To stroll into the Country Club is to transport yourself back in time.
The 6,000-square-foot bar and restaurant at 330 E. 17th St. in Costa Mesa takes its design cues from early 1900s Americana. Its owners call it a “time-honored sports club” that celebrates the Great Gatsby-esque world of Prohibition, polo, golf and baseball. The drinks and food put modern twists on classic tastes.
“We just wanted old school,” said Andrew Gabriel, a Newport Beach resident who co-owns the venture with Mario Marovic. “It makes it fun.”
The Country Club — no membership required, aside being of legal drinking age — is the latest concept from Marovic, who owns the Wild Goose Tavern down the street, as well as Newport Beach’s Dory Deli, Malarky’s Irish Pub and Stag Bar + Kitchen.
The venue replaces Pierce Street Annex, which closed in late 2016 after first opening in the 1970s.
Pierce Street’s 1950s-era building was distinctive for its A-frame structure, an architectural element kept by Marovic’s team.
The Country Club, though, bears virtually no other resemblance, thanks to the help of Costa Mesa-based Hatch Design Group.
Vintage items — an early 1900s catcher’s mitt, polo mallets, old sports trophies, book stacks, lacrosse sticks, photographs of presidents playing golf — line the walls. There’s even suggestive wallpaper in an area call the Annex Bar, a name that plays homage to Pierce Street.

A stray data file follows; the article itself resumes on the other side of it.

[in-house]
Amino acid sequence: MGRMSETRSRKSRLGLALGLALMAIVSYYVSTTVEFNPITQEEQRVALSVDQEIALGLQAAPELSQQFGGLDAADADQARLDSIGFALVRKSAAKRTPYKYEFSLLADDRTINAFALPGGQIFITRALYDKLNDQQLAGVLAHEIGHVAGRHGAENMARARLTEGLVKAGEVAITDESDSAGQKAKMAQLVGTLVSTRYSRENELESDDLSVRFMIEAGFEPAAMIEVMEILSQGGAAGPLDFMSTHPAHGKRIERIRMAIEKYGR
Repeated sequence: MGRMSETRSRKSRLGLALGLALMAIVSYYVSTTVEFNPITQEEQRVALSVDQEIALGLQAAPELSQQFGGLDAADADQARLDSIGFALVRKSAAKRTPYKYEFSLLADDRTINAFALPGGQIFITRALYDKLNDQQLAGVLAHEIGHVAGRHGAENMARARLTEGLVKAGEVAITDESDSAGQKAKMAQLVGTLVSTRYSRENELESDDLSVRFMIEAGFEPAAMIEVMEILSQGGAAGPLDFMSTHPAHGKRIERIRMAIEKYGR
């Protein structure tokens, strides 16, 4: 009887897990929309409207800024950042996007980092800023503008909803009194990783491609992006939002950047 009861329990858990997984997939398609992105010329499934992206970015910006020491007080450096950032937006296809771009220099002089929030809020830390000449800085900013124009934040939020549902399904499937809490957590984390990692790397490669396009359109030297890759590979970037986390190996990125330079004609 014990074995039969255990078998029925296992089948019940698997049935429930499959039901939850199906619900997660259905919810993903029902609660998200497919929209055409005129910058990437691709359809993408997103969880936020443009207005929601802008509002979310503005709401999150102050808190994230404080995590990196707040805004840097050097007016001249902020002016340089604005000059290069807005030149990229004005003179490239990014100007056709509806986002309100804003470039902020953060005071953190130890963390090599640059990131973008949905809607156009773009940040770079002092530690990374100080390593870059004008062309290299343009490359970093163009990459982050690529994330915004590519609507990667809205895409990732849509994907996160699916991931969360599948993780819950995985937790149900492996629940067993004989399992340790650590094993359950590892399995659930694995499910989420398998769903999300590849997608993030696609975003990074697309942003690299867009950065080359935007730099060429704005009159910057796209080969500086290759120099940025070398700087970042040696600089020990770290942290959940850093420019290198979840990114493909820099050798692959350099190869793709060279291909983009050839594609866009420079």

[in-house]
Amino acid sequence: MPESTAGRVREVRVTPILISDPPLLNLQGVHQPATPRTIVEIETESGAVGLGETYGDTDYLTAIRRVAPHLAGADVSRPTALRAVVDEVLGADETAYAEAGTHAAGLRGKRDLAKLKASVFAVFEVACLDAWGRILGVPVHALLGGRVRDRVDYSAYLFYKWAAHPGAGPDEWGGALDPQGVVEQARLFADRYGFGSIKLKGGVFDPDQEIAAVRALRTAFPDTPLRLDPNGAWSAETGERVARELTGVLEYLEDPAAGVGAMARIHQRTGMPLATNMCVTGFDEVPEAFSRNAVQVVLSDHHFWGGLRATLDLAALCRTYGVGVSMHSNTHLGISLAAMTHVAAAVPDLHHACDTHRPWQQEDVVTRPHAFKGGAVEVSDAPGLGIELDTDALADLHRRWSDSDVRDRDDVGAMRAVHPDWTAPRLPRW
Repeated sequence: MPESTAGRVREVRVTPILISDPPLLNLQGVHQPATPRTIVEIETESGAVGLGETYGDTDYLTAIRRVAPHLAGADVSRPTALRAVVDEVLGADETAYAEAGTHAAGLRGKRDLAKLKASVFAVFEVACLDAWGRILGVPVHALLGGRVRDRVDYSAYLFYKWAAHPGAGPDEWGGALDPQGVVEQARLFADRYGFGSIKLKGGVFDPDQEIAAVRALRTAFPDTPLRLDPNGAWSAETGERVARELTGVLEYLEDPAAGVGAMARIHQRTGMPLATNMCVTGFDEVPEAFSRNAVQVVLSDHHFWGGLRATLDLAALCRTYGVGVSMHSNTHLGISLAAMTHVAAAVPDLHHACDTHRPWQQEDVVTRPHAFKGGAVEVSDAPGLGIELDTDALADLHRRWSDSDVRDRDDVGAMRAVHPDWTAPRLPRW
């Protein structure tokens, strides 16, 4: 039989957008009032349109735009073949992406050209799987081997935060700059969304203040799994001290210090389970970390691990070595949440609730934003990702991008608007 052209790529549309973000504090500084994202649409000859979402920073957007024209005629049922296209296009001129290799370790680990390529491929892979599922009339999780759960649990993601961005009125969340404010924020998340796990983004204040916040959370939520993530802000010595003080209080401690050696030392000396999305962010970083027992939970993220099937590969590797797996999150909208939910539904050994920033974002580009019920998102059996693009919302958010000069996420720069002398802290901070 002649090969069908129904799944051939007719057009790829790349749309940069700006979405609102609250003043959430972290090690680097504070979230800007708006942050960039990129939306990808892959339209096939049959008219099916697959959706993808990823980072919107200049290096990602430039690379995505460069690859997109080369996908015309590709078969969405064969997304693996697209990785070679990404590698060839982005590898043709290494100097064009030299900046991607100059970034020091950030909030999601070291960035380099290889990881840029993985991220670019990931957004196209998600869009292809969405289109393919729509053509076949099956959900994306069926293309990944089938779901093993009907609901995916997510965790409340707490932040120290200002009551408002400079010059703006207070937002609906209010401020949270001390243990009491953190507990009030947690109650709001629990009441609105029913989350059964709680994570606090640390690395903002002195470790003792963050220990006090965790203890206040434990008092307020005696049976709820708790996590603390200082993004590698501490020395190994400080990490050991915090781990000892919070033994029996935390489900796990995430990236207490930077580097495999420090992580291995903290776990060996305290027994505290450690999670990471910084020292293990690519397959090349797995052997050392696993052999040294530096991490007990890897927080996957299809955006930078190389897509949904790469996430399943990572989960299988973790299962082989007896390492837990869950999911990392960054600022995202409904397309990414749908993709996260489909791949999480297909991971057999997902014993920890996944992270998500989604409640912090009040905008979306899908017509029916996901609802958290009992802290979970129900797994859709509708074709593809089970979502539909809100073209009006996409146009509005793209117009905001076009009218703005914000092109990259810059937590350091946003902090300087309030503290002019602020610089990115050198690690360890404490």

“We scoured everywhere trying to find cool, old, unique things,” Gabriel said. “We didn’t want it to just feel like another O.C. spot.”
“There’s nothing like it in Orange County,” added Marovic.
Behind him, a sign relayed a quote from Dean Martin: “If you drink, don’t drive. Don’t even putt.”
The menu is extensive. Highlights include a 42-ounce rib-eye tomahawk, white sea bass and a beets and berry salad (marinated blackberries, roasted baby beets, frisée, avocado and granola). For starters, there’s hamachi tacos (with jicama shell, avocado mousse, pickled jalapeño, lime slaw, micro cilantro and watermelon radish) and crispy octopus (with roasted garlic aioli, crispy potato and preserved lemon).
Shared plates include french fries, macaroni and cheese, crispy Brussels sprouts and charred cauliflower.
At around 75 feet, the Country Club’s bar is one of the longest around. A vintage boxing ring bell is mounted above it.
Some drinks are updated classics, like the Three-Hour Martini, which takes three hours to prepare so the olive can infuse the vodka.
Cocktails include Diamante Dunes (Agua de Cortes, mezcal, Bacardi 8, almond milk, rose, lemon and orange) and the Shinnecock (Eagle Rare bourbon, popcorn-infused Old Fashioned). Custom-made Highballs using house-made syrups are also available, as are a variety of wines and draft beers.
Like Pierce Street, the Country Club will feature live music and dancing, though the focus will be on jazz. There is also an outdoor patio with a fireplace lounge.
The Country Club staged soft openings for about a month, mostly for private parties and fundraisers. The grand opening is Tuesday — Repeal Day when, in 1933, Prohibition ended.